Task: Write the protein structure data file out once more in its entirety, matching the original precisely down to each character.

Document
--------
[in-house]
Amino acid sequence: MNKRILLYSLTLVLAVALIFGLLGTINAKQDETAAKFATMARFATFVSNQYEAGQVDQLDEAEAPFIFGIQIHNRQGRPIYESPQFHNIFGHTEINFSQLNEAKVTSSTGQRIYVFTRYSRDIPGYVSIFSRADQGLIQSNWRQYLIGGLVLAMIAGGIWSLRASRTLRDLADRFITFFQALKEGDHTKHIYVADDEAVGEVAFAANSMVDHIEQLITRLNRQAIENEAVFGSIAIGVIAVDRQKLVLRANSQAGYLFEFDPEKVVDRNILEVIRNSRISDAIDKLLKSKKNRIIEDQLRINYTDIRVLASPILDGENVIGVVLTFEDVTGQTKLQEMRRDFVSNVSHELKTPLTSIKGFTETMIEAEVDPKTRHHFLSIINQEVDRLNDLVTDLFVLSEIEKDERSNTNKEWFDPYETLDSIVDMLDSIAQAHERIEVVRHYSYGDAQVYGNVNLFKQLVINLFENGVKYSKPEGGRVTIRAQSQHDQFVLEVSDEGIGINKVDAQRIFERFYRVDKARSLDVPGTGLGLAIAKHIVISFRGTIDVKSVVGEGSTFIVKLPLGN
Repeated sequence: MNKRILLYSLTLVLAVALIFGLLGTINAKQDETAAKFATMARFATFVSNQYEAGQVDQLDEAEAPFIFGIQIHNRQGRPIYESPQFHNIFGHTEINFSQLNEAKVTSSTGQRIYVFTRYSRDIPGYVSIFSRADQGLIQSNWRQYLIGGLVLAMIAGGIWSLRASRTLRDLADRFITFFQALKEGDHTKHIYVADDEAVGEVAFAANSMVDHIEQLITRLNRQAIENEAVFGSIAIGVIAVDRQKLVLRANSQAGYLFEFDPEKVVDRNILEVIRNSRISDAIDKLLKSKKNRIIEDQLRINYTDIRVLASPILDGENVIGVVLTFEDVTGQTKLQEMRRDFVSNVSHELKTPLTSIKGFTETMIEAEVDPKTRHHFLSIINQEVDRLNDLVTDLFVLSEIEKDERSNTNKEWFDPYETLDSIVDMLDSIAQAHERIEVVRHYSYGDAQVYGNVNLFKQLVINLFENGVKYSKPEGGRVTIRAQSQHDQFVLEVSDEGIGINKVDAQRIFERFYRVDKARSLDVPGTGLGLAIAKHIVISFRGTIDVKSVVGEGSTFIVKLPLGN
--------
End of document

[in-house]
Amino acid sequence: MNKRILLYSLTLVLAVALIFGLLGTINAKQDETAAKFATMARFATFVSNQYEAGQVDQLDEAEAPFIFGIQIHNRQGRPIYESPQFHNIFGHTEINFSQLNEAKVTSSTGQRIYVFTRYSRDIPGYVSIFSRADQGLIQSNWRQYLIGGLVLAMIAGGIWSLRASRTLRDLADRFITFFQALKEGDHTKHIYVADDEAVGEVAFAANSMVDHIEQLITRLNRQAIENEAVFGSIAIGVIAVDRQKLVLRANSQAGYLFEFDPEKVVDRNILEVIRNSRISDAIDKLLKSKKNRIIEDQLRINYTDIRVLASPILDGENVIGVVLTFEDVTGQTKLQEMRRDFVSNVSHELKTPLTSIKGFTETMIEAEVDPKTRHHFLSIINQEVDRLNDLVTDLFVLSEIEKDERSNTNKEWFDPYETLDSIVDMLDSIAQAHERIEVVRHYSYGDAQVYGNVNLFKQLVINLFENGVKYSKPEGGRVTIRAQSQHDQFVLEVSDEGIGINKVDAQRIFERFYRVDKARSLDVPGTGLGLAIAKHIVISFRGTIDVKSVVGEGSTFIVKLPLGN
Repeated sequence: MNKRILLYSLTLVLAVALIFGLLGTINAKQDETAAKFATMARFATFVSNQYEAGQVDQLDEAEAPFIFGIQIHNRQGRPIYESPQFHNIFGHTEINFSQLNEAKVTSSTGQRIYVFTRYSRDIPGYVSIFSRADQGLIQSNWRQYLIGGLVLAMIAGGIWSLRASRTLRDLADRFITFFQALKEGDHTKHIYVADDEAVGEVAFAANSMVDHIEQLITRLNRQAIENEAVFGSIAIGVIAVDRQKLVLRANSQAGYLFEFDPEKVVDRNILEVIRNSRISDAIDKLLKSKKNRIIEDQLRINYTDIRVLASPILDGENVIGVVLTFEDVTGQTKLQEMRRDFVSNVSHELKTPLTSIKGFTETMIEAEVDPKTRHHFLSIINQEVDRLNDLVTDLFVLSEIEKDERSNTNKEWFDPYETLDSIVDMLDSIAQAHERIEVVRHYSYGDAQVYGNVNLFKQLVINLFENGVKYSKPEGGRVTIRAQSQHDQFVLEVSDEGIGINKVDAQRIFERFYRVDKARSLDVPGTGLGLAIAKHIVISFRGTIDVKSVVGEGSTFIVKLPLGN